The headwaters of Sonoma Creek run right through the campground, and several lucky visitors have it running right behind their site. The water is crystal clear and clean (though it should still be filtered for drinking) and is home to a thriving population of trout, steelhead, and even Chinook salmon. The salmon are a protected species, so be sure to check the California Fish and Game for regulations and fishing licenses. The creek rolls over large rocks and boulders, creating perfect eddies for fish and wading spots for fly fishermen. Do watch out for stinging nettle and poison oak on the riverbanks.

Mushroom Hikes

Fall and winter rains make the Mayacamas Mountains come to life with rushing streams and fruiting fungi. The Sonoma Ecology Center partners with Sugarloaf Ridge State Park to present a mushroom walk around January each year. There are different speakers and topics, but the event typically blends classroom time, field hiking, and lots of post-hike study and identification. You may never look at the forest floor the same way again. With the help of mushroom experts, you'll be able to spot and identify a large variety of fungi that you may have previously been walking right past! Space is limited, so make sure to obtain tickets ahead of time, if you'd like to participate in the hike during your RV trip to Sugarloaf Ridge.

Singletrack Mountain Bike Rides

The park trails are open to mountain bikes, and the area is popular for difficult terrain, steep drops, and rewarding viewpoints. The Bald Mountain Summit, though one of the steepest in the park at nearly 3,000 feet, is very popular with bikers. The view from the top can be epic on a clear day, so don't forget your camera in the pop-up. Access from the Grey Pine Trail makes this an 8.5-mile ride with about 2,600 feet of climbing. Trails are often slippery and wet, even during dry weather. There is a paved road up and a heart-pounding run down a rutted fire road for the descent. It's a good time in any weather, but visitors come for the views.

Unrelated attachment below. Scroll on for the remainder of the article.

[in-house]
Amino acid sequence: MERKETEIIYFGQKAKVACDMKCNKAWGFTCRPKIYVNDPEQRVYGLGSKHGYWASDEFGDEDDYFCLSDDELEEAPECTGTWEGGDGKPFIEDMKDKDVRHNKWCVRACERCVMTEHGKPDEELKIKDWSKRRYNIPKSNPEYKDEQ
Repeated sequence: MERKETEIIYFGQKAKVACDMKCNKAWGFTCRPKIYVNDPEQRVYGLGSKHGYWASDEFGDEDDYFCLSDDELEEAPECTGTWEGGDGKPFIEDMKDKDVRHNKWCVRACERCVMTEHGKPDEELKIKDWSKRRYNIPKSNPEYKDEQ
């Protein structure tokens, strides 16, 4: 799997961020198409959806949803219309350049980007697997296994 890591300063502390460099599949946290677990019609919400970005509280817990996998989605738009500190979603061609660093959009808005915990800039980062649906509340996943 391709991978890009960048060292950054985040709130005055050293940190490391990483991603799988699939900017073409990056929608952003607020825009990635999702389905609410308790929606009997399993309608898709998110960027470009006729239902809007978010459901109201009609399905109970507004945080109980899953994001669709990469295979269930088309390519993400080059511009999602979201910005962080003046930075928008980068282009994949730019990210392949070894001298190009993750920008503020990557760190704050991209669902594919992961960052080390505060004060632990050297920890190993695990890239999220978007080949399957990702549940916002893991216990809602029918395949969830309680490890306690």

In-Season

Wine Tasting

If you are not from the area, make sure you take advantage of the world-class vineyards and wine-tasting just minutes away in the Sonoma Valley. You'll find everything from exclusive vineyard-only wines served in a castle to kid- and pet-friendly stops with wallet-friendly budget wines. Whatever your style, you're sure to find several favorites with hundreds of wineries in the region. If you are interested in wine, Sugarloaf Ridge State Park is perfectly located for days of exploring -- just be sure you have a sober driver to maneuver the campervan back to the park!

Hiking and Planet Walk

With over 25 miles of trails, Sugarloaf Ridge is clearly a destination for hikers. Once you park the Sprinter and set up camp, you can stretch your legs. The summit of Bald Mountain provides views of the Sonoma Valley all the way to the Bay Area. The park is also laid out with a scale representation of the solar system. Starting at the Sun, this hike is a 4.5-mile round-trip journey all the way to Pluto. The trailhead is at the corner of the observatory, and each step represents about one million miles of travel through space. Note that the trail is a bit steep and rocky between Uranus and Neptune.

Star Parties at Robert Ferguson Observatory

Open at least once a month for new moon skies, the Robert Ferguson Observatory is open to the public and hosts evening star parties. Astronomy presentations are given in a classroom building as it starts to get dark. Later, the three large telescopes of the observatory are made available and staff even set up telescopes outside when there are larger groups. Everyone is given red cellophane to cover flashlights and headlamps to preserve "night vision." If you can't make the evening session, special solar telescopes are set up in the morning to let you safely look and listen to the sun.